Abdullah Waez fled the war in Syria and thought things would be great in Sweden. But now that he’s there, he says he’s scared and doesn’t see a future.
Waez and other migrants were shocked when officials moved them to their new home on Sunday. The place, filled with red wooden cabins, is located in the village of Limedsforsen, around 250 miles from the capital, Stockholm.
A number of them moved in right away but others refused to leave the bus. Earlier today, they finally agreed to step outside but continued to block one of the vehicles from leaving. They want to be taken to a bigger town.
Waez says they don’t understand why they have taken them to a forest, where it’s so dark and cold. He added that when they first arrived, they were frightened and didn’t want to live in the middle of nowhere.
The area is an attraction for Swedes during the winter ski season because of its clean air and nature. But Waez and the others don’t want to stay.
Waez said that they don’t like to stay in the woods and that it’s not their way.
The Swedish Migration Agency says the country is receiving so many migrants and refugees that it is beginning to place tents for them.
Migration Agency spokeswoman Maria Lofgren told AFP that the place they’re being moved to is not in the middle of nowhere, there is a shop and buses.
First Day and Talks
Waez spoke about the day they arrived and told the immigration officer that they didn’t want to leave the bus, he says for some reason they didn’t argue with them and simply left. The driver of the bus removed the keys and left it open. The immigration officer left a few minutes later.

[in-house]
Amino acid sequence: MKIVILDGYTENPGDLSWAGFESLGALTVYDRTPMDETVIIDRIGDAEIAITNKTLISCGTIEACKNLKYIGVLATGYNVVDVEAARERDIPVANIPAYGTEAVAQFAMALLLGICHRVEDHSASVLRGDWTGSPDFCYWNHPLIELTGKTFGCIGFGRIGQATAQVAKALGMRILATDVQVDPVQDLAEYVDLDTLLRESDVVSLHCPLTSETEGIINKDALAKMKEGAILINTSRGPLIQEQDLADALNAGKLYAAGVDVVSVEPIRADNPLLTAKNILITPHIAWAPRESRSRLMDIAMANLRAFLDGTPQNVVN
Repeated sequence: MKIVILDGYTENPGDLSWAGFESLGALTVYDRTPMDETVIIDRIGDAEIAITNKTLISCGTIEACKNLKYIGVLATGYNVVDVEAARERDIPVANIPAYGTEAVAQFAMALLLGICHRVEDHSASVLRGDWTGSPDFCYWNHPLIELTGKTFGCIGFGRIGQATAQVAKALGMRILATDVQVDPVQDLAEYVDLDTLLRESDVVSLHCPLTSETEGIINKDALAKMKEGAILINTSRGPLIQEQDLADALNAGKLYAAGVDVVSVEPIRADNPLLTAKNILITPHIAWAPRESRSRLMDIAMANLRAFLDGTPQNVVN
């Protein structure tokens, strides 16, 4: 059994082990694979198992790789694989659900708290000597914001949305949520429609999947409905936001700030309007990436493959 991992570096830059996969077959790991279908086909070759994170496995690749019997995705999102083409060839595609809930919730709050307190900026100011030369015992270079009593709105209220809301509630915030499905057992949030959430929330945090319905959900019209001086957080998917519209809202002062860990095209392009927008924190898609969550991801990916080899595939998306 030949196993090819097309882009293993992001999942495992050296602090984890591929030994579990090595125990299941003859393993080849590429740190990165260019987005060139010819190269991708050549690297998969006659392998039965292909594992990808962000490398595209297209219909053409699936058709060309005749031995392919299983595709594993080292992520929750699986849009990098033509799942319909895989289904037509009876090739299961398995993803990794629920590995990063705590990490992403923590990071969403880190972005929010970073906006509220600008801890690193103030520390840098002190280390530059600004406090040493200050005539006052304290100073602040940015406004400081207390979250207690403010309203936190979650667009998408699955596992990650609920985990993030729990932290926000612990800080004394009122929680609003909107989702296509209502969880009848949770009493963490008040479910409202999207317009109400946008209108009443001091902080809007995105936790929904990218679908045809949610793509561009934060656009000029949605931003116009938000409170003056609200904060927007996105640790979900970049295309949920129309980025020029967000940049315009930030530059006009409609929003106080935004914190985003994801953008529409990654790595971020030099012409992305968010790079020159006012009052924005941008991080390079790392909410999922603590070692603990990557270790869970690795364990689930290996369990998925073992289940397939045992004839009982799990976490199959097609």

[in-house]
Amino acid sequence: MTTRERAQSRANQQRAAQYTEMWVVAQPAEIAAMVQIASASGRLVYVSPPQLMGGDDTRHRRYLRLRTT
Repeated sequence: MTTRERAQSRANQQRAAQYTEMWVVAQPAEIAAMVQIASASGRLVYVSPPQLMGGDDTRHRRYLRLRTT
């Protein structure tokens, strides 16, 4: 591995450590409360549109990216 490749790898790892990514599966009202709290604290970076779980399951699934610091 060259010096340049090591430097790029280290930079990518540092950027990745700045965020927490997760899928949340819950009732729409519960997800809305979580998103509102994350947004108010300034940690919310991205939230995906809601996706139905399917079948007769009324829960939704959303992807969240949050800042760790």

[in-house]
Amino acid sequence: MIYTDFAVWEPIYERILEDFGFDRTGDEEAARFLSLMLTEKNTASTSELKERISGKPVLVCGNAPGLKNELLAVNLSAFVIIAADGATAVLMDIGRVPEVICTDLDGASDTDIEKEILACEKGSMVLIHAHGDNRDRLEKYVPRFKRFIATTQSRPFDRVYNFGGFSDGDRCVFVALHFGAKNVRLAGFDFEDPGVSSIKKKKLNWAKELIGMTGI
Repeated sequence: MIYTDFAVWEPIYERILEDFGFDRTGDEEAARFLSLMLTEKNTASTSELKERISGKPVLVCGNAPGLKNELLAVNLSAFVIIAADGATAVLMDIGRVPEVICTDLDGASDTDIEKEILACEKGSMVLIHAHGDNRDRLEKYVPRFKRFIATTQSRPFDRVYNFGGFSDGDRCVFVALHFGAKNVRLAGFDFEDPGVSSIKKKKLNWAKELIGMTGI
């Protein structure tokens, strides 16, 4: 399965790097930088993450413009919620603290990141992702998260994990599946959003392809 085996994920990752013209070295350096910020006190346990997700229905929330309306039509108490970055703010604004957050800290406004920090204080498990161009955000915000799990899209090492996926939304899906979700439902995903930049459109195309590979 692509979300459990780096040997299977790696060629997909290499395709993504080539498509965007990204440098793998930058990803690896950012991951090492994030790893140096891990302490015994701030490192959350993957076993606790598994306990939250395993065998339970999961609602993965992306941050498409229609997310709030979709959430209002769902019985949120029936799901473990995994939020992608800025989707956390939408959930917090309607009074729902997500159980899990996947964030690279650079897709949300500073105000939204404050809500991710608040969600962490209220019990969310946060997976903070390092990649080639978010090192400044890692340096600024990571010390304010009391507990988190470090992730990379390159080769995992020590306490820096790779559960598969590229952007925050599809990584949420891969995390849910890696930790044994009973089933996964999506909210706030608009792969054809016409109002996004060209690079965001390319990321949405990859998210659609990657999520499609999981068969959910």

The migrants say the first hour was okay but then it began to get dark and cold. Most say they couldn’t sleep the first day.
Others have remained in the bus, demanding to be sent to bigger towns. Migration Agency officials have been to the area many times to convince them but nothing has changed.
Lofgren added that the number of arrivals continue to increase so the accommodations they can find are further and further away from the big cities.
There are others who are happy with what Sweden has given them. Jamel Alam, a 35-year-old from Eritrea, is happy with what he’s gotten. He moved in with his family on the first night.
The cabins are clean, with running water and heat. Many of them have two bedrooms, a bathroom, a kitchen with an oven and refrigerator, a washing machine and even a television.
Alam says he is happy to be in Sweden and that maybe, somehow, they can build up their lives again.
Another man interviewed, who did not give his name, is grateful for what he has been provided by the country but does want to move to a city later on. The man said he is a teacher and an engineer and that he’ll stay there for now.